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Elisabeth Daynes Wins Lanzendorf PaleoArt Prize for 3-D Art

Ubifrance Press USA - 14-oct.-2010 16:47:31
  Chicago, October 14, 2010 (word count: 631)  Elisabeth Daynès has won the John J. Lanzendorf PaleoArt Prize, the most prestigious reward given to artists in science art related to paleontology, in the 3-Dimensional Art category. The Prize was awarded to this very talented and internationally famous paleoartist during the Awards Ceremony for the 70th Anniversary Meeting of the Society of Vertebrate Paleontology (SVP), which took place yesterday at the Westin Convention Center, in Pittsburgh, Penn. The Lanzendorf PaleoArt Prize rewards exceptional achievement in PaleoArt, which consists in depicting or sculpting paleontological subjects and fossils. Thanks to these artists, paleontologists can communicate about their discoveries, exchange their knowledge and above all make it more accessible to larger audience and promote their discipline among others. The prize consisted of the following categories: Scientific Illustration, 2-Dimensional Art, 3-Dimensional Art and National Geographic Digital Modeling and Animation Award. Elisabeth Daynès was awarded the Lanzendorf PaleoArt Prize in the third category, 3-Dimensional Art. With hundreds of anthropological sculptures, Elisabeth Daynès has become a leading expert in the extremely painstaking process of hominid reconstructions. A painter, a sculptor and an expert in comparative anatomy altogether, she combines scientific research, technological innovation and art, in order to bring our human ancestors back to life.  Daynès strives to create a unique and specific early human or pre-human using the scarce information left by the remains of fossils that might be thousands or even a million years old. “Lucy the Australopithecus" and "Flores the hobbit" she created with Prof. Bill Jungers, often described as her finest works, are part of the hundreds of her anthropological sculptures scattered around the world in leading museums along with Toumaï, Australopithecus Her sculptures are famous worldwide and her studio, the Atelier Daynès, has been contacted by many European countries such as Germany, Sweden, Portugal and Spain, as well as many other countries, among which South Africa, Japan, French Polynesia, and Mexico. She increased her international fame in 2006 with the bust of Tutankhamen she reconstructed for the “The New Face of King Tut” exhibition. The exhibition devoted to the young Egyptian pharaoh was a great success in Los Angeles and Chicago and the bust of Tutankhamen was then reproduced on the cover of 25 international issues of the National Geographic. Videos are available for further information about the Atelier Daynès techniques on the website: www.daynes.com/en/scientists.php

 

Chicago, October 14, 2010 (word count: 631) 
Elisabeth Daynès has won the John J. Lanzendorf PaleoArt Prize, the most prestigious reward given to artists in science art related to paleontology, in the 3-Dimensional Art category. The Prize was awarded to this very talented and internationally famous paleoartist during the Awards Ceremony for the 70th Anniversary Meeting of the Society of Vertebrate Paleontology (SVP), which took place yesterday at the Westin Convention Center, in Pittsburgh, Penn.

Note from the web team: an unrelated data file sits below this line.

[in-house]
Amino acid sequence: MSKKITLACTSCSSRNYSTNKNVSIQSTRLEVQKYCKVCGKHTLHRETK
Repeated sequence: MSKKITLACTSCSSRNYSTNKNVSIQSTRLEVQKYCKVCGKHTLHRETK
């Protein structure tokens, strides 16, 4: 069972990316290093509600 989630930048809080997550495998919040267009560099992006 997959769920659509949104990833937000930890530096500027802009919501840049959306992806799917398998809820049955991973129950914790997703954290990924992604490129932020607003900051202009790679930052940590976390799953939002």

The Lanzendorf PaleoArt Prize rewards exceptional achievement in PaleoArt, which consists in depicting or sculpting paleontological subjects and fossils. Thanks to these artists, paleontologists can communicate about their discoveries, exchange their knowledge and above all make it more accessible to larger audience and promote their discipline among others. The prize consisted of the following categories: Scientific Illustration, 2-Dimensional Art, 3-Dimensional Art and National Geographic Digital Modeling and Animation Award.

Elisabeth Daynès was awarded the Lanzendorf PaleoArt Prize in the third category, 3-Dimensional Art. With hundreds of anthropological sculptures, Elisabeth Daynès has become a leading expert in the extremely painstaking process of hominid reconstructions. A painter, a sculptor and an expert in comparative anatomy altogether, she combines scientific research, technological innovation and art, in order to bring our human ancestors back to life. 

Daynès strives to create a unique and specific early human or pre-human using the scarce information left by the remains of fossils that might be thousands or even a million years old. “Lucy the Australopithecus" and "Flores the hobbit" she created with Prof. Bill Jungers, often described as her finest works, are part of the hundreds of her anthropological sculptures scattered around the world in leading museums along with Toumaï, Australopithecus

Her sculptures are famous worldwide and her studio, the Atelier Daynès, has been contacted by many European countries such as Germany, Sweden, Portugal and Spain, as well as many other countries, among which South Africa, Japan, French Polynesia, and Mexico. She increased her international fame in 2006 with the bust of Tutankhamen she reconstructed for the “The New Face of King Tut” exhibition. The exhibition devoted to the young Egyptian pharaoh was a great success in Los Angeles and Chicago and the bust of Tutankhamen was then reproduced on the cover of 25 international issues of the National Geographic.

Videos are available for further information about the Atelier Daynès techniques on the website:
www.daynes.com/en/scientists.php
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